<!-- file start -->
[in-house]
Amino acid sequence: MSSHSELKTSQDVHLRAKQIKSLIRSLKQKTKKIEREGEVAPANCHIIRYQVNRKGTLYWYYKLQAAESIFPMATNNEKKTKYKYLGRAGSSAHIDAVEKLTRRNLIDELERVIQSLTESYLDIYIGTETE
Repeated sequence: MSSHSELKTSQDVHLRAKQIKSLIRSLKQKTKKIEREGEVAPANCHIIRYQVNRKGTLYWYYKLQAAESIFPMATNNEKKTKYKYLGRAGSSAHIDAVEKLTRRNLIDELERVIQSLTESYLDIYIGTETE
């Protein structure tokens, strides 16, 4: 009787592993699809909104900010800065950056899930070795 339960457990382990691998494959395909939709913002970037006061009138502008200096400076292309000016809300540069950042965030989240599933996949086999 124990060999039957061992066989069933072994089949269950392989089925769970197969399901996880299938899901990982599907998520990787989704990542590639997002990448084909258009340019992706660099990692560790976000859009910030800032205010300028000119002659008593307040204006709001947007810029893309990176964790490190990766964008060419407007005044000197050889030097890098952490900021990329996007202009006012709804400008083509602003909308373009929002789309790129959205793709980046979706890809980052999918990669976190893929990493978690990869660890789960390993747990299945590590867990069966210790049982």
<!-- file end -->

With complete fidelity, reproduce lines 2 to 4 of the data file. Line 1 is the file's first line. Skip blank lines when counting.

Amino acid sequence: MSSHSELKTSQDVHLRAKQIKSLIRSLKQKTKKIEREGEVAPANCHIIRYQVNRKGTLYWYYKLQAAESIFPMATNNEKKTKYKYLGRAGSSAHIDAVEKLTRRNLIDELERVIQSLTESYLDIYIGTETE
Repeated sequence: MSSHSELKTSQDVHLRAKQIKSLIRSLKQKTKKIEREGEVAPANCHIIRYQVNRKGTLYWYYKLQAAESIFPMATNNEKKTKYKYLGRAGSSAHIDAVEKLTRRNLIDELERVIQSLTESYLDIYIGTETE
């Protein structure tokens, strides 16, 4: 009787592993699809909104900010800065950056899930070795 339960457990382990691998494959395909939709913002970037006061009138502008200096400076292309000016809300540069950042965030989240599933996949086999 124990060999039957061992066989069933072994089949269950392989089925769970197969399901996880299938899901990982599907998520990787989704990542590639997002990448084909258009340019992706660099990692560790976000859009910030800032205010300028000119002659008593307040204006709001947007810029893309990176964790490190990766964008060419407007005044000197050889030097890098952490900021990329996007202009006012709804400008083509602003909308373009929002789309790129959205793709980046979706890809980052999918990669976190893929990493978690990869660890789960390993747990299945590590867990069966210790049982």